Bus drivers, teachers facing risk of getting COVID-19 at work

Coronavirus

MIAMI (NewsNation Now) — Shadell Hamilton was a Miami-Dade County, Florida bus driver for nearly 30 years.

When the pandemic hit, his family says he was nervous to work, but had to stay on the job so he could feed his family.

He brought a backpack full of cleaning supplies with him on the bus every day.

“He had hand wipes. He had a face shield. Everything you could think of. Lysol. Hand sanitizer. Taking it all to work to ensure that he would be safe,” Hamilton’s daughter Lakeisha Stevenson said.

Despite taking all those precautions, on August 3rd Hamilton went into the hospital with COVID-19.

For more than a month he fought for his life but Hamilton lost the battle on Monday.

The 62-year-old’s last post on Facebook said, “If you have been blessed not to deal with COVID-19, thank God.”

Stevenson says her mother also contracted COVID-19. She was hospitalized but recovered. The family is now struggling to deal with Hamilton’s loss.

“He died doing what he loved. But we are picking up the pieces. And we are trying to figure out how to get through life beyond this because he was the pillar of our family without any question,” Stevenson said.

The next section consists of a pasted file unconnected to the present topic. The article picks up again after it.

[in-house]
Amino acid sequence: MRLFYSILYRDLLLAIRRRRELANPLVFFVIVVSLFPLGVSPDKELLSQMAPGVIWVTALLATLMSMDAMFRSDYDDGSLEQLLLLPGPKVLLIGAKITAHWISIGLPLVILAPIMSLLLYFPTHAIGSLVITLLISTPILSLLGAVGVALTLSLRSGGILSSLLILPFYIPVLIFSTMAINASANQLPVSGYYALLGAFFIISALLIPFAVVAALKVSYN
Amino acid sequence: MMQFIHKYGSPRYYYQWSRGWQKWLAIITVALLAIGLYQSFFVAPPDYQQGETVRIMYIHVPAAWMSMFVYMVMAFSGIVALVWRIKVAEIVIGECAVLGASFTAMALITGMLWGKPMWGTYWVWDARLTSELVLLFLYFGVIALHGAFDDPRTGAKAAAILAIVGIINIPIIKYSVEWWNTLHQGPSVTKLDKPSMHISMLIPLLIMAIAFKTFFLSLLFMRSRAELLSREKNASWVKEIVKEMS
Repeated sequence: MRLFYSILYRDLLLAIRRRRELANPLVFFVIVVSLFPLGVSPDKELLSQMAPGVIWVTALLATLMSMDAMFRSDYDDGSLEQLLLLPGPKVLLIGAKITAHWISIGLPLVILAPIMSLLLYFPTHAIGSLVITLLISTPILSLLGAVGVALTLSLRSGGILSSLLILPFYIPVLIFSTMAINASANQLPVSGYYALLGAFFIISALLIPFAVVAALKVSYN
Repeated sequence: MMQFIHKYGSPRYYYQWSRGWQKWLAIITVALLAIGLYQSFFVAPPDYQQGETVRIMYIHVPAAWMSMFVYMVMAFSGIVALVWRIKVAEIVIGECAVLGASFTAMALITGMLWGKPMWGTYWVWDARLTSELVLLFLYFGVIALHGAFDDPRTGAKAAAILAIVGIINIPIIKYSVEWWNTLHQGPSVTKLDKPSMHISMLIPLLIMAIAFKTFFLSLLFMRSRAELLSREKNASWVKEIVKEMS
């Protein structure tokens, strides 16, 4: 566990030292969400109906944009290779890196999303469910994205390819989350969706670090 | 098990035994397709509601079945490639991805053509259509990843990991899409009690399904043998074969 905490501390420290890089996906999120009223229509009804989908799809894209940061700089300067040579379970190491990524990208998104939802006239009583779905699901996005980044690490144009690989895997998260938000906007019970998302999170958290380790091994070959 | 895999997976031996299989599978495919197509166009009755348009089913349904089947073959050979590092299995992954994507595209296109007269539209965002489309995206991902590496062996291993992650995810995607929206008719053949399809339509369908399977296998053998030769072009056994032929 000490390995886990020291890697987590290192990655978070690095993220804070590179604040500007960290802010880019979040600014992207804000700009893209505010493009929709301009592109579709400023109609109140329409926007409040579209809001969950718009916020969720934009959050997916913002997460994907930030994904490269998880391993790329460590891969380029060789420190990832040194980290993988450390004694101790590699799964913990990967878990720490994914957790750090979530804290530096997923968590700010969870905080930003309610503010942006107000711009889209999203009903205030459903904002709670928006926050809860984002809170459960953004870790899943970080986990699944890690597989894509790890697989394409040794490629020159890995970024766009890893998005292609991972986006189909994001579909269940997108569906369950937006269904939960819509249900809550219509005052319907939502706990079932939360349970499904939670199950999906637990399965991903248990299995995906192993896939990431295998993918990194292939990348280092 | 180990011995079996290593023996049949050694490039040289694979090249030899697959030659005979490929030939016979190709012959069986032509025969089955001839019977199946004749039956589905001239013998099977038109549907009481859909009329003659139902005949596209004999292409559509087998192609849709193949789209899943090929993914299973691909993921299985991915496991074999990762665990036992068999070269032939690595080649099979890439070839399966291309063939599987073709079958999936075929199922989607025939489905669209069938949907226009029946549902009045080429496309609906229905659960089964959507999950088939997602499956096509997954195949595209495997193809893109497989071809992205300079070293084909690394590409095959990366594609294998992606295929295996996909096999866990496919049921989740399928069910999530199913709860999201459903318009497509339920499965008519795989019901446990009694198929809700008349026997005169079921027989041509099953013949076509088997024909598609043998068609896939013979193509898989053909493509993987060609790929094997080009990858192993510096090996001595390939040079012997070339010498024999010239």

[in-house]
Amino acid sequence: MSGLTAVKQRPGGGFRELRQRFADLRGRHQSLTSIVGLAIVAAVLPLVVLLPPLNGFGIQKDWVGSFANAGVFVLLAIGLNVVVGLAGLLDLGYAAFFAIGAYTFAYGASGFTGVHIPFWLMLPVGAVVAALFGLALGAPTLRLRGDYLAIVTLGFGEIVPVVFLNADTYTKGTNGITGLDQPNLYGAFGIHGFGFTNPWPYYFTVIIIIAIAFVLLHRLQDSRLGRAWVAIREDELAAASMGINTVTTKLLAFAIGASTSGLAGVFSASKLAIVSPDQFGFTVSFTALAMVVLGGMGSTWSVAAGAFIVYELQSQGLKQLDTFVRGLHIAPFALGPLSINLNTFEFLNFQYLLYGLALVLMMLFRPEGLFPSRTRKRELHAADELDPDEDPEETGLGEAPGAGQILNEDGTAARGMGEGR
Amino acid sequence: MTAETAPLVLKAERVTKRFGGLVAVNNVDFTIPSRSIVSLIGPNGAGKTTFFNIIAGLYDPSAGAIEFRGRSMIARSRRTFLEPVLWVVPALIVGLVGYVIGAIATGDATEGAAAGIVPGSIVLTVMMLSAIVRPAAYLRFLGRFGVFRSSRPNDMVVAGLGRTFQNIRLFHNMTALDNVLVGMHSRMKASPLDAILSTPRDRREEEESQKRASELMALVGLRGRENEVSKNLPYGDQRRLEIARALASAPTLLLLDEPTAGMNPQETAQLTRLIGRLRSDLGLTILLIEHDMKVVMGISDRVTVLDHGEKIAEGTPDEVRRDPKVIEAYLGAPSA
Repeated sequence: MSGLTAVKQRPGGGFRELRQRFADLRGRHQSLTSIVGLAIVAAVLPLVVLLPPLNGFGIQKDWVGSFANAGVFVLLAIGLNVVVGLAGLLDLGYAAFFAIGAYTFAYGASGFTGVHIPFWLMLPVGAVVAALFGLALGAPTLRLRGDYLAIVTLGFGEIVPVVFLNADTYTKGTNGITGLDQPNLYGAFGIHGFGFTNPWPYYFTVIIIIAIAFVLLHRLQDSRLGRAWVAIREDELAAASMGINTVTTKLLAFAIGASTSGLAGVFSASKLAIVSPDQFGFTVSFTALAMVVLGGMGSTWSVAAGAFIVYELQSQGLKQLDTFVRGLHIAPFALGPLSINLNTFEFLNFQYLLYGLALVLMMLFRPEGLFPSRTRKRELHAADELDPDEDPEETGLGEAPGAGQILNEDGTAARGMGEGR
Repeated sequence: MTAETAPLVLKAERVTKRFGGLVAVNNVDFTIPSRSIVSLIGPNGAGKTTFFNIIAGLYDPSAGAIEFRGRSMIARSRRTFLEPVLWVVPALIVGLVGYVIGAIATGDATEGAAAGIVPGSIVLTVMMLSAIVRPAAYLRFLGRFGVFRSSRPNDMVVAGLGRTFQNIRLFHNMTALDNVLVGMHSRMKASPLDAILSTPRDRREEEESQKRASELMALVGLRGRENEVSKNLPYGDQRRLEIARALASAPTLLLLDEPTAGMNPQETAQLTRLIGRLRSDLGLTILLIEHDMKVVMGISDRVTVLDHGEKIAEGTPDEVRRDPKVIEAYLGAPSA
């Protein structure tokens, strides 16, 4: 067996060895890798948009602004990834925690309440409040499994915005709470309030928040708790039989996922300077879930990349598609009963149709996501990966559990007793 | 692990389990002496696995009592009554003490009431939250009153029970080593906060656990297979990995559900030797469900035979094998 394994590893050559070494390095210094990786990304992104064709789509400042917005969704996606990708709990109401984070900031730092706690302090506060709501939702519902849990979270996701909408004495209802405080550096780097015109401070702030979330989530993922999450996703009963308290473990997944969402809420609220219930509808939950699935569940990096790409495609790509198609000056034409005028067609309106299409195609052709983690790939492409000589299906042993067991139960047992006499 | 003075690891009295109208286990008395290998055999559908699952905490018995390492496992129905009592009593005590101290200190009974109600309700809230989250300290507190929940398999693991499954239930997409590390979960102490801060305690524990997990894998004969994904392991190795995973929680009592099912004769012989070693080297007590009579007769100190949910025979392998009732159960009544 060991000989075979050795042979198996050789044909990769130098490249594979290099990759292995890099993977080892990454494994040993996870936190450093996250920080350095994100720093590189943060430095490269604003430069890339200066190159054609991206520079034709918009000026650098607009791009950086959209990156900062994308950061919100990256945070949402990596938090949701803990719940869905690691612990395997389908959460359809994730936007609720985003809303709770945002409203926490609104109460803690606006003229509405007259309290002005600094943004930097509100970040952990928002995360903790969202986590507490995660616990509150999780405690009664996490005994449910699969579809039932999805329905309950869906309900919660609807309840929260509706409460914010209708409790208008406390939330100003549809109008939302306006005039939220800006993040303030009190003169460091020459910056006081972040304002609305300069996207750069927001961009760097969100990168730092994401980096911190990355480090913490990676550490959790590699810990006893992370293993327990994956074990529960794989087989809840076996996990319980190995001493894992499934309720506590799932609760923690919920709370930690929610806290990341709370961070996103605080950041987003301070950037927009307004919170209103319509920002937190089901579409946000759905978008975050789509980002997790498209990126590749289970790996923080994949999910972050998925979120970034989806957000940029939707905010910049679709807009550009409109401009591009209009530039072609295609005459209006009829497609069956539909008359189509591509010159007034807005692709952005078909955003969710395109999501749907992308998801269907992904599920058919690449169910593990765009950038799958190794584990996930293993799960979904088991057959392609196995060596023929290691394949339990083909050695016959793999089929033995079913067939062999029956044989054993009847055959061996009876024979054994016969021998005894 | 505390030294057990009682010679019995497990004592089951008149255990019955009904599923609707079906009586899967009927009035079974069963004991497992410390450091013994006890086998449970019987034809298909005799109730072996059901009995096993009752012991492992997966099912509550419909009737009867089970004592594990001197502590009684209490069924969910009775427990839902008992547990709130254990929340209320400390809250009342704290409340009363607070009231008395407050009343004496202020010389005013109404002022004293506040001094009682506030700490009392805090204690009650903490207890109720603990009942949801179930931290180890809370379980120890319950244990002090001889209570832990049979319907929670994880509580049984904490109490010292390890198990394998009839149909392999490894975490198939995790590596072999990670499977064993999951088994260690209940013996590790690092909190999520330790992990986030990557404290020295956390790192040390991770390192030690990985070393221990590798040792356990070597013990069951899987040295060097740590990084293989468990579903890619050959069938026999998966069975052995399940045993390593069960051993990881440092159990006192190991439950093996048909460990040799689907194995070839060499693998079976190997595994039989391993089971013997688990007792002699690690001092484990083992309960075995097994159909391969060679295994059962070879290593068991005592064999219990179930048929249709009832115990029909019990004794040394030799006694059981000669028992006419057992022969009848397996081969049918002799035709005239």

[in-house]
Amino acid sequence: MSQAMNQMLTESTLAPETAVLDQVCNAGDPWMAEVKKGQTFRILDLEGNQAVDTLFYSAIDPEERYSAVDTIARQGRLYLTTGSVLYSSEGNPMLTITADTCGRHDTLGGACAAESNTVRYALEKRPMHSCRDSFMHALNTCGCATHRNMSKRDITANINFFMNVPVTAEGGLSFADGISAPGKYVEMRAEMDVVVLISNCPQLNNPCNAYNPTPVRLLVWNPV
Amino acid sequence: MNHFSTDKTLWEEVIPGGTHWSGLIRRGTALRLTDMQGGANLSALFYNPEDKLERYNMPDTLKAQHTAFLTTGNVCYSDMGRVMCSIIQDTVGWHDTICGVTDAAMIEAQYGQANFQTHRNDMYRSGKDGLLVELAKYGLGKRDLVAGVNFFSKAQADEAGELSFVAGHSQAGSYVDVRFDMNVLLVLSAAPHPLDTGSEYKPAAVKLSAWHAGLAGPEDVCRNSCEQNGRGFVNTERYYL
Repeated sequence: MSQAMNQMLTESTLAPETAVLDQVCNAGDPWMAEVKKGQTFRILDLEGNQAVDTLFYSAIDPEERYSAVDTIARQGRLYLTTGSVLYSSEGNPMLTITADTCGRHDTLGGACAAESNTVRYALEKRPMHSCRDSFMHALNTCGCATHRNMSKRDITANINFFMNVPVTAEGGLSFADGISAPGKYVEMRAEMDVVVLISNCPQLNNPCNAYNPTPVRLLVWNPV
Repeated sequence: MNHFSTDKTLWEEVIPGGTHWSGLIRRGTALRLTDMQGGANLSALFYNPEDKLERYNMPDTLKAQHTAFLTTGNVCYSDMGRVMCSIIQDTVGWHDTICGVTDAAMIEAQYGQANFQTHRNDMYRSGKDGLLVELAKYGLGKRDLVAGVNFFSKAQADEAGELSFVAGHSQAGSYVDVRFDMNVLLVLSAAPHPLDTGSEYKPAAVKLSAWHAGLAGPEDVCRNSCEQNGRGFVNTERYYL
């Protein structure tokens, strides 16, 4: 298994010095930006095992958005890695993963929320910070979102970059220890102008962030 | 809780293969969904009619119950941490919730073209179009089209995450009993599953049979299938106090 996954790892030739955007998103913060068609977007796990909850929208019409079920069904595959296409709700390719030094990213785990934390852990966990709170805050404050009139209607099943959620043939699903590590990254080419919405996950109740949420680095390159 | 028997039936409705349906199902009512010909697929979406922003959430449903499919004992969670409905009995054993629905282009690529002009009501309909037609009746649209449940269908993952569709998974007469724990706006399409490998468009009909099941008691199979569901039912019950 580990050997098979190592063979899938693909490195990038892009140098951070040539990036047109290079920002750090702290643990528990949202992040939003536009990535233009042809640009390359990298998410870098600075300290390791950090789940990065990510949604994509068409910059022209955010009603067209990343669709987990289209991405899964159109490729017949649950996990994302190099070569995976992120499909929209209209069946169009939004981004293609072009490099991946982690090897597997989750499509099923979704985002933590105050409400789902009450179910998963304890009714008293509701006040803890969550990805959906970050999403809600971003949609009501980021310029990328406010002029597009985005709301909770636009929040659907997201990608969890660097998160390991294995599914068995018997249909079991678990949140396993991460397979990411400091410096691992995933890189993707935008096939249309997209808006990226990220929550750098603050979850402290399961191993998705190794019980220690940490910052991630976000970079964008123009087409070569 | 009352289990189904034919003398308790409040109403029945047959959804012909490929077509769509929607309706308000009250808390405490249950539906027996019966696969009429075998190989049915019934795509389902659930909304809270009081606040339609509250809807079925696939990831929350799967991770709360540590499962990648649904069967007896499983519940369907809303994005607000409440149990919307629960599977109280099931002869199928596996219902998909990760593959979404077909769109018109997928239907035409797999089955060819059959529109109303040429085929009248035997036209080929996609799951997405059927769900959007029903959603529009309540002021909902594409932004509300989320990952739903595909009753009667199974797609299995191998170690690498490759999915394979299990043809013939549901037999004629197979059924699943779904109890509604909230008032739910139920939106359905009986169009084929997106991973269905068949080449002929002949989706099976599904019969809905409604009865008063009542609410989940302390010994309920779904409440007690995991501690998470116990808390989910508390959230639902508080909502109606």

The Amalgamated Transit Unit, which represents bus drivers nationwide, says there have been 87 COVID-related deaths across the country.

The union does not track whether the virus was the primary cause of death.

“It is a very scary time to be a bus driver…as far as the PPE, it has gotten better. We are still not at the N95s. Many of our members had to get it themselves,” ATU President John Costa said.

Bus drivers are not the only front line workers dying with COVID-19.

According to the American Federation of Teachers, 210 teachers in the union have died with COVID-19.

Teachers who have died include Demi Bannister in Columbia, South Carolina, Nacoma James in Lafayette County, Mississippi, and Ashlee Demarinis in Potosi, Missouri.

“You could tell her anything. It was like a family member. You could talk to her about anything,” student Maddie Saunders said.

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